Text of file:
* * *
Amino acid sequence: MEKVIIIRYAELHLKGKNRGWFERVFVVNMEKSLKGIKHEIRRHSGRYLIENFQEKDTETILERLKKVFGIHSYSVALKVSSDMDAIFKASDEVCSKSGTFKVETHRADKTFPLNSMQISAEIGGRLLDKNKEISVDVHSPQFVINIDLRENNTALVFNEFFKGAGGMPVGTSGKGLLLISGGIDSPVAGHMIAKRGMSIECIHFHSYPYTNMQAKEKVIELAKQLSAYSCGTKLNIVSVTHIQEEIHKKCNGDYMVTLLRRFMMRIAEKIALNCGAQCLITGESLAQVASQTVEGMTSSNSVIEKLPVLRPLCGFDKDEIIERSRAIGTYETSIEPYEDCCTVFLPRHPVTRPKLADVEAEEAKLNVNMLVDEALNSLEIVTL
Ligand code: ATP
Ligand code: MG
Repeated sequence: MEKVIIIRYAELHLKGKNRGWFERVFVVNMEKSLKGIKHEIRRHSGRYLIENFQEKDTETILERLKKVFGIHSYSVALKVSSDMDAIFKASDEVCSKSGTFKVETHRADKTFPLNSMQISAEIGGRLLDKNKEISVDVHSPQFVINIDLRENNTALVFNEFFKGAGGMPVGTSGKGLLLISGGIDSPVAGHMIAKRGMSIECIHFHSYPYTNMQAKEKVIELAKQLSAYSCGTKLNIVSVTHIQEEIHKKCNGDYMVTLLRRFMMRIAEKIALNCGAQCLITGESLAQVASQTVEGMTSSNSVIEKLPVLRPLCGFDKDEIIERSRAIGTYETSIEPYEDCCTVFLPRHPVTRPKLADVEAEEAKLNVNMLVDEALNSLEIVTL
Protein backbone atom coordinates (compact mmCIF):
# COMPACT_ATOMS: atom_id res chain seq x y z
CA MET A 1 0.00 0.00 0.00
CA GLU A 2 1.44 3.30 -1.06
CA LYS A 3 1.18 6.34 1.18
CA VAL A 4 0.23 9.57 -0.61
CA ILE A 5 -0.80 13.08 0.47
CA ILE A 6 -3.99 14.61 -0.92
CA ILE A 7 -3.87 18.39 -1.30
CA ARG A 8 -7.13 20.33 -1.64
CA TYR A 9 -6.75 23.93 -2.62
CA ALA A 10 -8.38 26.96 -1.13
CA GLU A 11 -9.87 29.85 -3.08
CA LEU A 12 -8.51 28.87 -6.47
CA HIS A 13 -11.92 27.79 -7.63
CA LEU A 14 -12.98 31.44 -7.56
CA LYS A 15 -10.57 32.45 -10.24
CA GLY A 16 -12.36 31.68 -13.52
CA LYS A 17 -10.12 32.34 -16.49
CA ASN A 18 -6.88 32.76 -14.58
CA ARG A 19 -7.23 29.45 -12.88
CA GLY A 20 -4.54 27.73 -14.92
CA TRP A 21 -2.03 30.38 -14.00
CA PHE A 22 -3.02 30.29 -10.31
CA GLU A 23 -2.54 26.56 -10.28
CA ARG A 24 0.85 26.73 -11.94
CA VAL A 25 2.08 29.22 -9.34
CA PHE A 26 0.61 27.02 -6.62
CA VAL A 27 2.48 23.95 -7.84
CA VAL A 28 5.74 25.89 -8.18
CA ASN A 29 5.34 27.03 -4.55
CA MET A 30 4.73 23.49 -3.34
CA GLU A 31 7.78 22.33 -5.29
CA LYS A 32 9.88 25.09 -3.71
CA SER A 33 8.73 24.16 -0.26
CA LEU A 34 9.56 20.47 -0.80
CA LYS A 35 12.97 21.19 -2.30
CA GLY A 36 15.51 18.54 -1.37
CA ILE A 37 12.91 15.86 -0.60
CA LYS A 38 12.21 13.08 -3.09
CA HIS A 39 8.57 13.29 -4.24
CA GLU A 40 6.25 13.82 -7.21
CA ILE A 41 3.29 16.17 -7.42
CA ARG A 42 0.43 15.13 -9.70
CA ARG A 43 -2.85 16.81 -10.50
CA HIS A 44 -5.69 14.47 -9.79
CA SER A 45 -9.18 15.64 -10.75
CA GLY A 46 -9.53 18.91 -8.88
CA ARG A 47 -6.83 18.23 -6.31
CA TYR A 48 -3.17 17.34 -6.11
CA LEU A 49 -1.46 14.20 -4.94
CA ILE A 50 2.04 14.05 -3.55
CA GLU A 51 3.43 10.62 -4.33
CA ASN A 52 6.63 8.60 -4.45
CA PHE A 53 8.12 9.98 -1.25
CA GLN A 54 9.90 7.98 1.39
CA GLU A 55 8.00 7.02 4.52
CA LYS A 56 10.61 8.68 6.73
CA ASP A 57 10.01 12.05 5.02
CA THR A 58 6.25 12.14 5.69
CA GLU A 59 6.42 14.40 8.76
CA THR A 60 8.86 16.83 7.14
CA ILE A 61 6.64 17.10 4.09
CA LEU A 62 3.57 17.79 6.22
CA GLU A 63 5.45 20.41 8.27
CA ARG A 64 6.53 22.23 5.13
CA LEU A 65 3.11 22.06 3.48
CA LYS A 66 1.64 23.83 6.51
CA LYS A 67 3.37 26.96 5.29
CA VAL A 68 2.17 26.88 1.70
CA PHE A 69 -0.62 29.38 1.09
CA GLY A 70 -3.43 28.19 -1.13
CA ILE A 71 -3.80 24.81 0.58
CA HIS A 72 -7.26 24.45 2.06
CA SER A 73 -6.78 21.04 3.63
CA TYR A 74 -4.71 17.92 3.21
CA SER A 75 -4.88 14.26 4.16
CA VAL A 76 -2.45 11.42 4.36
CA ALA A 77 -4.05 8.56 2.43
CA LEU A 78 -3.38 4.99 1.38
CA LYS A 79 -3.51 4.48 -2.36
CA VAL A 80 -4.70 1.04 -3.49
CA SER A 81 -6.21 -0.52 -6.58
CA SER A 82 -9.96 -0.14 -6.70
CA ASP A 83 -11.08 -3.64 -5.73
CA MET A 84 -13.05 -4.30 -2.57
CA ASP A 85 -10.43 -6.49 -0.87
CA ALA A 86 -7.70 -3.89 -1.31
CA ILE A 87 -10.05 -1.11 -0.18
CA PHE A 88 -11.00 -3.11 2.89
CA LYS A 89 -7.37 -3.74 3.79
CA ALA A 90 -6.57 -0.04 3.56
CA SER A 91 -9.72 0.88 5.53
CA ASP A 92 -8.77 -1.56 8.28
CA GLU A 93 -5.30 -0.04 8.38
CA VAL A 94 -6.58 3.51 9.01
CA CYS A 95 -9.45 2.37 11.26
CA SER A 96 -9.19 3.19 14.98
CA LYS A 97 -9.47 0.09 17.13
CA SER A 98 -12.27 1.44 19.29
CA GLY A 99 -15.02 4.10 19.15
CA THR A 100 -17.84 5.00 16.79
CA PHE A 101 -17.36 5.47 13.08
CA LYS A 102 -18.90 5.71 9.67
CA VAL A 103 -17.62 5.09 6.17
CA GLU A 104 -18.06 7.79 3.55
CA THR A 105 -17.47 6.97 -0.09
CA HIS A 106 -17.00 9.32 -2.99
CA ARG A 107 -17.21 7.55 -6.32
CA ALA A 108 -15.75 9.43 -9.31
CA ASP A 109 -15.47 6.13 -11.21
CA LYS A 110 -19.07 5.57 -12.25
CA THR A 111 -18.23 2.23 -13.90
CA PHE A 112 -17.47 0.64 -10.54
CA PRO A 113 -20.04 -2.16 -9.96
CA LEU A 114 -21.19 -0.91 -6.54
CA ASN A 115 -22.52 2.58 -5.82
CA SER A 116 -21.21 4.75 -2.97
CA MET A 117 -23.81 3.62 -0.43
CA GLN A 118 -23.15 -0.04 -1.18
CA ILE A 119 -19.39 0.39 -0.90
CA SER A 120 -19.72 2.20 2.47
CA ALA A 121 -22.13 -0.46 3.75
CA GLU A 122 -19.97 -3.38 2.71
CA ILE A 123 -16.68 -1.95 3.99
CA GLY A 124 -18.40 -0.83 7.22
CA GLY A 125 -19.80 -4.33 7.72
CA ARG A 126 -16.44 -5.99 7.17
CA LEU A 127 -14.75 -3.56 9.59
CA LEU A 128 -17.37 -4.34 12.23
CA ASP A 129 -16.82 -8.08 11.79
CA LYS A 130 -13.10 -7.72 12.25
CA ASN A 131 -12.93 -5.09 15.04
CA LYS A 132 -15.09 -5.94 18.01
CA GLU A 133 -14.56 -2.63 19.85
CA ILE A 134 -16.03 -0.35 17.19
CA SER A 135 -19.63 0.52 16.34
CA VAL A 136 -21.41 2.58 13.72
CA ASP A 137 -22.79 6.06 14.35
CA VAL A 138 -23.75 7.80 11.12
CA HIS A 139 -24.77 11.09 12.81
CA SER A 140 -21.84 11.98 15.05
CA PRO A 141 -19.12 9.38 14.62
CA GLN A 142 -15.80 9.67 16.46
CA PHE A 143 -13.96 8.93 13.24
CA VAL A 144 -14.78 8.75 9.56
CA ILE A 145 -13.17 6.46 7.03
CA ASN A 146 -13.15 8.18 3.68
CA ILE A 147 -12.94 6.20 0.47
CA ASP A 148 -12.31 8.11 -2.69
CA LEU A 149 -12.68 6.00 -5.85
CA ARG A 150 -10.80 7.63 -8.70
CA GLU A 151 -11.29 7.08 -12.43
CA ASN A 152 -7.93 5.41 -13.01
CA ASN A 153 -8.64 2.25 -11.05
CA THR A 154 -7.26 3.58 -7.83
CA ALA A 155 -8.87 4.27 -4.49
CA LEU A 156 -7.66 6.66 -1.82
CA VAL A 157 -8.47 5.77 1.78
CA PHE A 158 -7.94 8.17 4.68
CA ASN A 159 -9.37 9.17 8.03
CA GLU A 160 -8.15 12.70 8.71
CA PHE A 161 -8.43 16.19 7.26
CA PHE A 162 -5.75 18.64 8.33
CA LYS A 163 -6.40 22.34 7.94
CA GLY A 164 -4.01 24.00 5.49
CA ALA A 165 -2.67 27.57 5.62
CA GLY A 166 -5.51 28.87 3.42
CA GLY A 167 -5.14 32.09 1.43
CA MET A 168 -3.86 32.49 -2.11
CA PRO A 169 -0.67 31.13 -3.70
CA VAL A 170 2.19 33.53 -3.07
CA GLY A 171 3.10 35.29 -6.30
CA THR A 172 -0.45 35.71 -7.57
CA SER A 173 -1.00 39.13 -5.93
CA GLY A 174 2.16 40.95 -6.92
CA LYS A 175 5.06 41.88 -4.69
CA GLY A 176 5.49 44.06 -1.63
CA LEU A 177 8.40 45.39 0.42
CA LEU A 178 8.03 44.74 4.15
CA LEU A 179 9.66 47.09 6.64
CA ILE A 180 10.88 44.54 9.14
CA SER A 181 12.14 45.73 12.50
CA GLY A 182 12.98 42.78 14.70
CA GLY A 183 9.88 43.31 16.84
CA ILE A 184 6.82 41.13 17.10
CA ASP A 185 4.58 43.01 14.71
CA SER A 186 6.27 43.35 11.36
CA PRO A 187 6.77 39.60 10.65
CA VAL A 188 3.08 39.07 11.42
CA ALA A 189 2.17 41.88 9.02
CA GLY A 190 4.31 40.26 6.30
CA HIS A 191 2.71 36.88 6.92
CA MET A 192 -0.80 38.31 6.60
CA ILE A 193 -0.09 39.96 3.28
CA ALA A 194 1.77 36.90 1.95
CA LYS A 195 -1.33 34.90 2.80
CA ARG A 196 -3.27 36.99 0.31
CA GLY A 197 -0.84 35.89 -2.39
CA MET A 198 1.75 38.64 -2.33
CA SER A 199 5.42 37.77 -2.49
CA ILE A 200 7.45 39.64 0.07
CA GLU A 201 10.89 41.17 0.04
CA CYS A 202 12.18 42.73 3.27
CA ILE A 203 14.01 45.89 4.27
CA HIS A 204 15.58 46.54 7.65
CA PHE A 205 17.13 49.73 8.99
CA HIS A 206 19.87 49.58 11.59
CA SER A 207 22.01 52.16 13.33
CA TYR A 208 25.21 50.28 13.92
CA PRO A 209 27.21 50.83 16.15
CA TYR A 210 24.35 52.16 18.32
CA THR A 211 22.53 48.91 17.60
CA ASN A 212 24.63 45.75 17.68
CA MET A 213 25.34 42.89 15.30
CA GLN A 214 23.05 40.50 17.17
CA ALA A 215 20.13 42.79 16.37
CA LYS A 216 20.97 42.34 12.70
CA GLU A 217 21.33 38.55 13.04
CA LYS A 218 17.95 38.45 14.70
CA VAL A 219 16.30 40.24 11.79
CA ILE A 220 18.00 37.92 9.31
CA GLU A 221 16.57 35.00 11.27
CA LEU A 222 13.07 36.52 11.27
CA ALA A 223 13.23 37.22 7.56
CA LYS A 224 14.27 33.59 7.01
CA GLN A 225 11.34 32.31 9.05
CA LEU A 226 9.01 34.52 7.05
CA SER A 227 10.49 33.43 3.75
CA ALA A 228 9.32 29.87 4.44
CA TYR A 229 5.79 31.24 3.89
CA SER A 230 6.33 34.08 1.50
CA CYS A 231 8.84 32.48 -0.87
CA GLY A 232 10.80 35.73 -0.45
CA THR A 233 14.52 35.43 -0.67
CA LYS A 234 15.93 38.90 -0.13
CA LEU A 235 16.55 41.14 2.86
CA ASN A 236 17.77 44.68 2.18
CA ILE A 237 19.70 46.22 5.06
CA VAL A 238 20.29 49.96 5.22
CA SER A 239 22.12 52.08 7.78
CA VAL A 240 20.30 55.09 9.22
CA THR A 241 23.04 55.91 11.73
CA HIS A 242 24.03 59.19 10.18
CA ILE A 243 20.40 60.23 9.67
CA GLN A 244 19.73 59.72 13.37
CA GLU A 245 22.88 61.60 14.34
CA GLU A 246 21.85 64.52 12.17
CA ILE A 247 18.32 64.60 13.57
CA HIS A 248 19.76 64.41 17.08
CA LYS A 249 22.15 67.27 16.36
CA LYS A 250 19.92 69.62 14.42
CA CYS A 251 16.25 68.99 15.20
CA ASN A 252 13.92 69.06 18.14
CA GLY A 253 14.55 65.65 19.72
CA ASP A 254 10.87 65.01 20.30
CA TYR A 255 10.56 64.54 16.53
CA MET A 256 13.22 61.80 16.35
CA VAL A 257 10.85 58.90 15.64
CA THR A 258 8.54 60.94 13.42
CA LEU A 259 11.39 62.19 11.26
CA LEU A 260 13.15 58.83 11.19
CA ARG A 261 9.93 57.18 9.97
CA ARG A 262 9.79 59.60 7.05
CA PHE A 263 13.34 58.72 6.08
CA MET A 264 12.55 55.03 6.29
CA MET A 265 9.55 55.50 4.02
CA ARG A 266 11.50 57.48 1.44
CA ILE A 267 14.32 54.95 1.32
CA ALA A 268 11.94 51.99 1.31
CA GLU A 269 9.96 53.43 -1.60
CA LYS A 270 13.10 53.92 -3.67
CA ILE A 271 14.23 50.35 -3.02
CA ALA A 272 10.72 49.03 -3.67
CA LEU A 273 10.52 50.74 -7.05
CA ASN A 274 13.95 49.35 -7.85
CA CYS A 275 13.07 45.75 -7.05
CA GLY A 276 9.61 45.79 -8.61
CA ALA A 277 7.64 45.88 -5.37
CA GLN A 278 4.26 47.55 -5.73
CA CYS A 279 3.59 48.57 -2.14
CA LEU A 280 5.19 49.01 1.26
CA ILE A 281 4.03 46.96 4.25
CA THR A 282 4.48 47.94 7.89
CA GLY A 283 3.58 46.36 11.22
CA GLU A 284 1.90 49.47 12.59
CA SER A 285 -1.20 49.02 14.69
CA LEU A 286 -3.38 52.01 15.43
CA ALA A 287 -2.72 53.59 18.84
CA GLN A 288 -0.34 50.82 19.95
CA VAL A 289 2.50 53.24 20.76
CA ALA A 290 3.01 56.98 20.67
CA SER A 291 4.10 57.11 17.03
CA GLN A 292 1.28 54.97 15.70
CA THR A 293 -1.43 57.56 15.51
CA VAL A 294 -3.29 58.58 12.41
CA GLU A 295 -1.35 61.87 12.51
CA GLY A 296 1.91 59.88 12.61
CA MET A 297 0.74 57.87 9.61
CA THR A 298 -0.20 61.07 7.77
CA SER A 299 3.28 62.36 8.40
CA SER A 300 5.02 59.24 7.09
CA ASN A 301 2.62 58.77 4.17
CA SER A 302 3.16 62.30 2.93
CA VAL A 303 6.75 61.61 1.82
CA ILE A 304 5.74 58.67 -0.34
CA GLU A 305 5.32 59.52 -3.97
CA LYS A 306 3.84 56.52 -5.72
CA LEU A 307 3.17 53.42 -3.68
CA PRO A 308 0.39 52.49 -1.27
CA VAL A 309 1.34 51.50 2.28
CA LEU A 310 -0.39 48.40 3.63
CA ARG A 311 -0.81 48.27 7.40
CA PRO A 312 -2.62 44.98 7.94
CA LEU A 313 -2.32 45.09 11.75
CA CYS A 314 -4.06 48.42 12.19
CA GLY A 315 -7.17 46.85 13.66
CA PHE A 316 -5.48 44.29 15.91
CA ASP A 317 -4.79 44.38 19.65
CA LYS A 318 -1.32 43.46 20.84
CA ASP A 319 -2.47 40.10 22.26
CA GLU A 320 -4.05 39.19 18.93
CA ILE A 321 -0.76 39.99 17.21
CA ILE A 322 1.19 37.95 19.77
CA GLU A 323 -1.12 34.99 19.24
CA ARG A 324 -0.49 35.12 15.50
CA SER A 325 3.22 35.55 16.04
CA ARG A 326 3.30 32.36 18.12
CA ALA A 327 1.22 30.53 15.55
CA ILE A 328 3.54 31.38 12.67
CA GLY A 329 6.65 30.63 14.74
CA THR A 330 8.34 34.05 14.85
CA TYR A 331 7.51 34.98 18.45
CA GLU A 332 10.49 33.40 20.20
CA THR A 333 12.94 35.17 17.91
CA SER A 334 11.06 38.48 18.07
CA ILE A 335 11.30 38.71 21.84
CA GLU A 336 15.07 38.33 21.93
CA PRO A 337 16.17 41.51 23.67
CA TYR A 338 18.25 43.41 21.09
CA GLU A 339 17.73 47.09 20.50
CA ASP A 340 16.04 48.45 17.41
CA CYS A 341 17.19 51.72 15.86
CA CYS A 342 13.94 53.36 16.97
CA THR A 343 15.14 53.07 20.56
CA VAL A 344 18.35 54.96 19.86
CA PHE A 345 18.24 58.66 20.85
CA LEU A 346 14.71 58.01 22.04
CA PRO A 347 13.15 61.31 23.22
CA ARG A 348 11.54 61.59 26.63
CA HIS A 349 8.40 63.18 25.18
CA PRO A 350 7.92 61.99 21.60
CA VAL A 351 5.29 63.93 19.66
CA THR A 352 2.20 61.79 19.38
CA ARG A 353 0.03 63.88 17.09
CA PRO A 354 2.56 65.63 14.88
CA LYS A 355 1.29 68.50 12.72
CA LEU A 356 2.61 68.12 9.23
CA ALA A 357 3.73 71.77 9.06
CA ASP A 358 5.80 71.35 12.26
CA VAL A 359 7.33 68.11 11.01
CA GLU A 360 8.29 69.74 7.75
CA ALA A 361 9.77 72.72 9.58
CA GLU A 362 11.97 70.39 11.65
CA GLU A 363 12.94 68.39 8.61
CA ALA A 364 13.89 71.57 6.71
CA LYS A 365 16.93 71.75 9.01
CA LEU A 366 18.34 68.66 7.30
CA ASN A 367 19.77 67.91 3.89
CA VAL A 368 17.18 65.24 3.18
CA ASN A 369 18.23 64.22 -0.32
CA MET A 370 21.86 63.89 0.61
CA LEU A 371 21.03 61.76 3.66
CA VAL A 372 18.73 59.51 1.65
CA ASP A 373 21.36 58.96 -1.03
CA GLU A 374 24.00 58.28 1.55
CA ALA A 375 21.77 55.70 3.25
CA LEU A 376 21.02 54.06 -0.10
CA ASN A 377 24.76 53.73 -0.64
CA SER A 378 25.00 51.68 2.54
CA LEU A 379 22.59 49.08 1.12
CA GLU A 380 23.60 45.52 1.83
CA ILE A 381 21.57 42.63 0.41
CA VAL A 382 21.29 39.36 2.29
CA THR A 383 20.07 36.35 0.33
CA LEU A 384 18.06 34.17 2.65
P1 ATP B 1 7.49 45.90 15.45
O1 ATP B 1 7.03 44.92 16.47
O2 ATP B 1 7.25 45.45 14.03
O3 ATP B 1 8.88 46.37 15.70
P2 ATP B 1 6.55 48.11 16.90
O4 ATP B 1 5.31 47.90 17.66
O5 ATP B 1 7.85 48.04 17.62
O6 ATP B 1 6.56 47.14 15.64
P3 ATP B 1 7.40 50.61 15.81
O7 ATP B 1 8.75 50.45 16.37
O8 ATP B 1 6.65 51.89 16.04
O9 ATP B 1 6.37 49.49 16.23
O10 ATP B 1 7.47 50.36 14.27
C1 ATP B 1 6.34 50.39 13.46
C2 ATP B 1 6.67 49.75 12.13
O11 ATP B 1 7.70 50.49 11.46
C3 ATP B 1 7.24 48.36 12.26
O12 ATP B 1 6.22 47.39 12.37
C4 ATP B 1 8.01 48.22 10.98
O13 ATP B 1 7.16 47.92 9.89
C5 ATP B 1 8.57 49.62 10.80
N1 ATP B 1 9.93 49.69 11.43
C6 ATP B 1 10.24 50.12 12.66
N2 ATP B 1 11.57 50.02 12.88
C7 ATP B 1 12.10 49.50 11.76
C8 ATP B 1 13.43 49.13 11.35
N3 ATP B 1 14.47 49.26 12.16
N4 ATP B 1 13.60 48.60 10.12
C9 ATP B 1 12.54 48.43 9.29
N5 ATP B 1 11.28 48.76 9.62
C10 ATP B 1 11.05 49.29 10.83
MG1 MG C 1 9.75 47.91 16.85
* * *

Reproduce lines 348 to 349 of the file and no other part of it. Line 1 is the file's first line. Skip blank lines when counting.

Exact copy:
CA CYS A 342 13.94 53.36 16.97
CA THR A 343 15.14 53.07 20.56